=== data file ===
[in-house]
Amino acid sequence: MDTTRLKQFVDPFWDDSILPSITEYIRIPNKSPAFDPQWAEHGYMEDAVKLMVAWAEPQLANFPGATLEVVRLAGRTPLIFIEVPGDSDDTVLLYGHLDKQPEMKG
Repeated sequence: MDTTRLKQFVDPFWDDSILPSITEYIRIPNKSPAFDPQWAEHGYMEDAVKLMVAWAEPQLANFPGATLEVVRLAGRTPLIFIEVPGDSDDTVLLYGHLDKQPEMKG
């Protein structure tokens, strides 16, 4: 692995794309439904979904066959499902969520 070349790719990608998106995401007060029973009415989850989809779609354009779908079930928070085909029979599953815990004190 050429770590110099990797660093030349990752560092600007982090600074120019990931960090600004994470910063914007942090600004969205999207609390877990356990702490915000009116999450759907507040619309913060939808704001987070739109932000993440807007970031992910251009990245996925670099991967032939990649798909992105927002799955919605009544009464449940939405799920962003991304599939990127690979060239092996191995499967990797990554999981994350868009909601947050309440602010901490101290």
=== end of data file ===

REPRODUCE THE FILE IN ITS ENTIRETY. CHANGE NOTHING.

[in-house]
Amino acid sequence: MDTTRLKQFVDPFWDDSILPSITEYIRIPNKSPAFDPQWAEHGYMEDAVKLMVAWAEPQLANFPGATLEVVRLAGRTPLIFIEVPGDSDDTVLLYGHLDKQPEMKG
Repeated sequence: MDTTRLKQFVDPFWDDSILPSITEYIRIPNKSPAFDPQWAEHGYMEDAVKLMVAWAEPQLANFPGATLEVVRLAGRTPLIFIEVPGDSDDTVLLYGHLDKQPEMKG
């Protein structure tokens, strides 16, 4: 692995794309439904979904066959499902969520 070349790719990608998106995401007060029973009415989850989809779609354009779908079930928070085909029979599953815990004190 050429770590110099990797660093030349990752560092600007982090600074120019990931960090600004994470910063914007942090600004969205999207609390877990356990702490915000009116999450759907507040619309913060939808704001987070739109932000993440807007970031992910251009990245996925670099991967032939990649798909992105927002799955919605009544009464449940939405799920962003991304599939990127690979060239092996191995499967990797990554999981994350868009909601947050309440602010901490101290």